A Level. Microeconomics. Pricing Strategies

Introductory Task

Profit Maximisation

We typically assume that firms aim to maximise profits, although there are examples when this is not the case. As well as considering these, we will consider alternative price strategies followed by firms, including price discrimination, where firms may charge different prices to different groups of customers. We also consider the concept of contestable markets.

Growth of Firms

Many firms naturally grow over time, due to some of the disadvantages to a firm of staying small, such as difficulties in obtaining finance, and competitive disadvantages with larger firms. Another incentive to grow is to obtain greater market power, possibly even exercising some influence over product price.

  • We distinguish between the following ways that a firm can grow:
    • organic growth, which can come from increasing market share, or diversifying production activities to enter new markets with an existing product, or to offer new products. A goods example is Virgin, which started as a mail order record company, but eventually diversified to offer a wide range of products, including aeroplane flights and banking services. There are, of course, dangers in diversification, as it can be challenging to enter a market without the level of experience that rival firms enjoy.
    • mergers and acquisitions – a merger is typically consensual, whereas an acquisition may be hostile. These can lead to greater efficiencies, by streamlining management teams and removing repeated functions (e.g. payroll departments). However firms often have certain cultures, and mergers can be unsuccessful because of a clash between different corporate cultures. We can think of mergers as fitting into three categories:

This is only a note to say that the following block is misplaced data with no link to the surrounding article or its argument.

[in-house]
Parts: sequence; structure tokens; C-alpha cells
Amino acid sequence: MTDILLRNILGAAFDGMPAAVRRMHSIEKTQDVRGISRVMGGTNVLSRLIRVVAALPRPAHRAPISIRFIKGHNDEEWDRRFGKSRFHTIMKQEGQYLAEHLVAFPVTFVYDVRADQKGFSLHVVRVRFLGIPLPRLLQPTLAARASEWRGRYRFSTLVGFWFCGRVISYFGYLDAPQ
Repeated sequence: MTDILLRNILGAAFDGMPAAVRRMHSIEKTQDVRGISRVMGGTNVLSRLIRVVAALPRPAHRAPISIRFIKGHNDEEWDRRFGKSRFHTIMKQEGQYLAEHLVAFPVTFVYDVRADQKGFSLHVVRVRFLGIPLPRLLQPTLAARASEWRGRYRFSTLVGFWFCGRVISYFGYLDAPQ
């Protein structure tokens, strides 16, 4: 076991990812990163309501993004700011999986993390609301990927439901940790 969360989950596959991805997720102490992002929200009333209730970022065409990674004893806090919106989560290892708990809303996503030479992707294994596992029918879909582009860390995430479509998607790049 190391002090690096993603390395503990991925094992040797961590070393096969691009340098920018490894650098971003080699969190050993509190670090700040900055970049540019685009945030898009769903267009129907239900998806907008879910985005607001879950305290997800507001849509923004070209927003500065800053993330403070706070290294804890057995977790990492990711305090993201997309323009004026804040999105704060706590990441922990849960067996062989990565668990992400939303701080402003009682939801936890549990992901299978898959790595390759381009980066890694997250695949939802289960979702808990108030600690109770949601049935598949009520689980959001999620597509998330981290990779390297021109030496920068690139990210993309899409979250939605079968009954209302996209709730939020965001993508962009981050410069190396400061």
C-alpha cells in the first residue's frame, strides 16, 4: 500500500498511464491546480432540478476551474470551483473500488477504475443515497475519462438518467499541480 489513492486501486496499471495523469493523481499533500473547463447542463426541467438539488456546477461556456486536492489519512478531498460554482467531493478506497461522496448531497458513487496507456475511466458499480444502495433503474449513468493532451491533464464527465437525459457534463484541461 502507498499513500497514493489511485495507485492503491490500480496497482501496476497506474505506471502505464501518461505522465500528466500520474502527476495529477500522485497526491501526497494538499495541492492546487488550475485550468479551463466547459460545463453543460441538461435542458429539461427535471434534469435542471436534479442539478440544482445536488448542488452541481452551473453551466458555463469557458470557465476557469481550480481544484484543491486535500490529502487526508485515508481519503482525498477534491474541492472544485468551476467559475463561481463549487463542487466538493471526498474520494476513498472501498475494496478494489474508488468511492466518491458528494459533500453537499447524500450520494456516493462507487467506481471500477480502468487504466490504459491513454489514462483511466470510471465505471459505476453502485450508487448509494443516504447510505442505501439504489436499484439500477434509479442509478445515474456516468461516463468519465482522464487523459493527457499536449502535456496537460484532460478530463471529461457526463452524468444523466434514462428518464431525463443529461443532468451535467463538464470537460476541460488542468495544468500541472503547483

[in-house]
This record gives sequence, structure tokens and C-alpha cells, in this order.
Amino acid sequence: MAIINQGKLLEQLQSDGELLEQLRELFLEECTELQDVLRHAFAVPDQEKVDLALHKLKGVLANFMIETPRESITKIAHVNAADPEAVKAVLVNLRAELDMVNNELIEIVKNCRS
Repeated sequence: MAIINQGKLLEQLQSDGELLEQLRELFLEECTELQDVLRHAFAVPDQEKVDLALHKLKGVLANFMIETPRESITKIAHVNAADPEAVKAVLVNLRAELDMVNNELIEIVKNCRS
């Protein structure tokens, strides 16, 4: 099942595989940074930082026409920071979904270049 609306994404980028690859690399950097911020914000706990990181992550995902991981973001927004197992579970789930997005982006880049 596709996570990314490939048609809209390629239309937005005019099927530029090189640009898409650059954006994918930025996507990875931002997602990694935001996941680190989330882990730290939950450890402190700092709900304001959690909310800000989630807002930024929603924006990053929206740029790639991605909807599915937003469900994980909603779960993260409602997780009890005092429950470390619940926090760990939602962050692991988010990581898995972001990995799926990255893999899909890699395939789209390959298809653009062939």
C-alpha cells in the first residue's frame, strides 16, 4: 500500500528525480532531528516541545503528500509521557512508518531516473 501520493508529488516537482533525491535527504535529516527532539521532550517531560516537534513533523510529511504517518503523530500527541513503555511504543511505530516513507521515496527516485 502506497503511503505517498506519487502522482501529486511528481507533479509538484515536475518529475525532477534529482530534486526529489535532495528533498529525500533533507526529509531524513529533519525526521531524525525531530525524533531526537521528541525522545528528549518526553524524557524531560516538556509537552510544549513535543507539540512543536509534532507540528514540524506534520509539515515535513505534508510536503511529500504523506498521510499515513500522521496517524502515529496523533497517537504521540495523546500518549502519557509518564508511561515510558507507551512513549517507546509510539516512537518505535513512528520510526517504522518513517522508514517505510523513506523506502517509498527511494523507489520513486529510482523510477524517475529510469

1. A horizontal merger is a merger between firms operating in the same industry, this would be the case, for instance, if KFC and Burger King merged into a single firm. Such a merger can affect the degree of market concentration and increase the market power of the new firm.
      2. A vertical merger happens if a company mergers with one of their suppliers, for instance if British Airways were to merge with Boeing, known as backward integration, or if food producer Northern Foods were to merge with the supermarket Tesco, known as forward integration. Vertical integration allows rationalisation of the process of production. Car producers, for instance, often use Just in Time production and so are dependent on the rapid availability of parts, which is much easier to achieve if the parts producer is part of the same firm.